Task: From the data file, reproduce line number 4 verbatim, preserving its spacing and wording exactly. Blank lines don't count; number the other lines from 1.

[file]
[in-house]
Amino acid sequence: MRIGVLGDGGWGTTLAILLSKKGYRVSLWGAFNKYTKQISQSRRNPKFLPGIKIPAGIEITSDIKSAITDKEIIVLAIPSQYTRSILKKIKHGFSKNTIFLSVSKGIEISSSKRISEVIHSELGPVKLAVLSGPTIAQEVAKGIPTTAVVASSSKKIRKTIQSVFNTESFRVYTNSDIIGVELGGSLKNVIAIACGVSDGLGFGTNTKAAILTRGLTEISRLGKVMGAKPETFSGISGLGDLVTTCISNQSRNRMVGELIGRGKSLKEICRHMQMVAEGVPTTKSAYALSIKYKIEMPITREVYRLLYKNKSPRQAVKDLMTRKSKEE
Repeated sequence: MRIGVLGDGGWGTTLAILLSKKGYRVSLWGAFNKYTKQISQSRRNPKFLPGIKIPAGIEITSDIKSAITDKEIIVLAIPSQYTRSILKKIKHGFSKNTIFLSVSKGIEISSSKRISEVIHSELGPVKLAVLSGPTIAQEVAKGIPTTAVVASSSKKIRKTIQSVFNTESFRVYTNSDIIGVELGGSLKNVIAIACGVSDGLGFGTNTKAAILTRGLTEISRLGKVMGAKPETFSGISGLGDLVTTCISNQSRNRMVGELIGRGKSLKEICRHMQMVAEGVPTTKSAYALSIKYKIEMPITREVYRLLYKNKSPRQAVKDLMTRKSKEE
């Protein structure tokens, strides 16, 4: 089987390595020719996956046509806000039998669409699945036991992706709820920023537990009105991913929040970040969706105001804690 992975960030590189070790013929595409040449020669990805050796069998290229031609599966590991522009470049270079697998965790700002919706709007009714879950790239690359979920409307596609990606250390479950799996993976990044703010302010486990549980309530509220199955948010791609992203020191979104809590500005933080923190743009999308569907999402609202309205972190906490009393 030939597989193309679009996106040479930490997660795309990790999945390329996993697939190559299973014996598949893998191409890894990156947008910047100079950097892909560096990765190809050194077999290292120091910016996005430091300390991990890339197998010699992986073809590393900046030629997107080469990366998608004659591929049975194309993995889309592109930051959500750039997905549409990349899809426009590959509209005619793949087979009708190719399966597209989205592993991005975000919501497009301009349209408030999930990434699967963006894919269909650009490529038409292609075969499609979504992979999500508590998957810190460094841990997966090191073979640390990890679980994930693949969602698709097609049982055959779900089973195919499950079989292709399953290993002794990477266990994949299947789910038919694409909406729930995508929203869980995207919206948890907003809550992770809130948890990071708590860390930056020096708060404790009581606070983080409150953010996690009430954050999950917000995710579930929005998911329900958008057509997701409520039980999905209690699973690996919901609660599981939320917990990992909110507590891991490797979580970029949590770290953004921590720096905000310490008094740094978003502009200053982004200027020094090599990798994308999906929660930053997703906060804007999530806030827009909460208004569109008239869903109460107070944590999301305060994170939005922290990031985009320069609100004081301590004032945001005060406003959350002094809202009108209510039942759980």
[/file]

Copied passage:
């Protein structure tokens, strides 16, 4: 089987390595020719996956046509806000039998669409699945036991992706709820920023537990009105991913929040970040969706105001804690 992975960030590189070790013929595409040449020669990805050796069998290229031609599966590991522009470049270079697998965790700002919706709007009714879950790239690359979920409307596609990606250390479950799996993976990044703010302010486990549980309530509220199955948010791609992203020191979104809590500005933080923190743009999308569907999402609202309205972190906490009393 030939597989193309679009996106040479930490997660795309990790999945390329996993697939190559299973014996598949893998191409890894990156947008910047100079950097892909560096990765190809050194077999290292120091910016996005430091300390991990890339197998010699992986073809590393900046030629997107080469990366998608004659591929049975194309993995889309592109930051959500750039997905549409990349899809426009590959509209005619793949087979009708190719399966597209989205592993991005975000919501497009301009349209408030999930990434699967963006894919269909650009490529038409292609075969499609979504992979999500508590998957810190460094841990997966090191073979640390990890679980994930693949969602698709097609049982055959779900089973195919499950079989292709399953290993002794990477266990994949299947789910038919694409909406729930995508929203869980995207919206948890907003809550992770809130948890990071708590860390930056020096708060404790009581606070983080409150953010996690009430954050999950917000995710579930929005998911329900958008057509997701409520039980999905209690699973690996919901609660599981939320917990990992909110507590891991490797979580970029949590770290953004921590720096905000310490008094740094978003502009200053982004200027020094090599990798994308999906929660930053997703906060804007999530806030827009909460208004569109008239869903109460107070944590999301305060994170939005922290990031985009320069609100004081301590004032945001005060406003959350002094809202009108209510039942759980």